Chinese Astronauts Inspire Namibian Youth To ‘Tangle with the Stars’
Aug. 23, 2019 (EIRNS)—China’s first female astronaut, Liu Yang, and its record-holder for longest stay in space, Chen Dong, spoke to Namibian middle school and university students during their five-day visit to Namibia this week, with the message that “they must dream big, to be Namibia’s first astronaut,” as Chen told Xinhua TV.
When the “Chinese Astronauts Landed at Namibia’s University of Science and Technology” (as the Namibia University of Science and Technology headlined its report), scores of students from both the NUST and the University of Namibia came to hear about Liu and Chen’s experiences, and to discuss the benefits of going into space and Namibia’s role in China’s space missions.
A computer science senior excitedly told Xinhua afterwards, “I believe Namibia should not be left behind, and hopefully one day we can ‘tangle with the stars,’ when we have our very own home-made astronaut.” A young woman said Liu “has inspired me. One never knows, maybe one day I will be in her shoes.” Another student said afterwards, “it might not be long before we have our very own Namibian astronauts explore space.”
Namibia has played an important role in China’s space program. After the two nations signed an agreement to collaborate in space technology in 2000, China built its first tracking station in the Southern Hemisphere. That China Telemetry, Tracking and Command Station at Swakopmund is used to monitor Chinese manned space vehicles. On this visit, the astronauts met with middle school students at the Space TT&C Station. “When I was staying in [China’s experimental space lab] Tiangong-1, I flew over Namibia many times. I know there is a Space TT&C Station based here, and I come here with gratitude,” Liu told her hosts.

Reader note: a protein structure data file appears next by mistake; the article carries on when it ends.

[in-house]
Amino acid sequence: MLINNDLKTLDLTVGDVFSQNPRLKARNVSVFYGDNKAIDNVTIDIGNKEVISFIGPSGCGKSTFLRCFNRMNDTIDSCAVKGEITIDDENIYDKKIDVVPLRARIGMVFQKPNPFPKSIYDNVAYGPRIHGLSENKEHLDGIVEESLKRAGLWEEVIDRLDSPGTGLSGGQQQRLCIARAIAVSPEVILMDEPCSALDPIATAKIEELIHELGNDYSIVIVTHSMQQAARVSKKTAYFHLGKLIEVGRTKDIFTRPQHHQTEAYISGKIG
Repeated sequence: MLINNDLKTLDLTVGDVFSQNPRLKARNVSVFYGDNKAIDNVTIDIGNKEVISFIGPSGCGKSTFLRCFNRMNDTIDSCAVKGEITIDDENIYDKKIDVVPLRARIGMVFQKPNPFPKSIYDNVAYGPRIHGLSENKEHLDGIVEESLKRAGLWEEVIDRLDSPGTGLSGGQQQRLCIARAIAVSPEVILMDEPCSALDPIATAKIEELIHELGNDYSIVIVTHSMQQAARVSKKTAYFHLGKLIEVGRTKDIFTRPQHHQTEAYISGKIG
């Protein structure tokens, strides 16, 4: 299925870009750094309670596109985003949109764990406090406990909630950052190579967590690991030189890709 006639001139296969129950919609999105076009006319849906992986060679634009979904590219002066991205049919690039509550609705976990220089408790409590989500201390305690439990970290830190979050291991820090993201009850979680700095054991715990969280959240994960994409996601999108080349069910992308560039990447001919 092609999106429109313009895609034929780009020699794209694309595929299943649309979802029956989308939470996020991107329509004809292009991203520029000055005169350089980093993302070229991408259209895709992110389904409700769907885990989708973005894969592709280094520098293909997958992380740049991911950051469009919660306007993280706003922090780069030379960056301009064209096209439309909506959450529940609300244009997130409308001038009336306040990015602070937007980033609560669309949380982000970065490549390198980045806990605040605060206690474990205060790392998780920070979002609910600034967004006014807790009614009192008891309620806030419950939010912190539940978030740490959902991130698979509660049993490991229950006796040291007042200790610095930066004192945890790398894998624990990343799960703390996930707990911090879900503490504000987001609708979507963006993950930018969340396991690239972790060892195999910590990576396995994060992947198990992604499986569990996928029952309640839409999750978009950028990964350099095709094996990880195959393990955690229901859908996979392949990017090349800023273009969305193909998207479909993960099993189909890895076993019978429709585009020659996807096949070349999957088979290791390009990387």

President Hage Geingob had invited Chinese astronauts to visit when he went to the Beijing Aerospace Control Center during his state visit to China last year. Meeting the President at the end of their trip, the two astronauts invited Namibia to participate in joint space missions with China in the future.
“With the kind of support we received from Namibia, we have established an important space tracking station in Swakopmund,” which is a starting point for our aerospace cooperation, Liu told President Geingob. “In 2022 China will build our own space station, which will be a platform for all the nations to use. We look forward to Namibia’s participation and hope to fly together with Namibia to space.”
Geingob replied appreciatively—and asked if there were an age restriction on who could participate in those future space missions.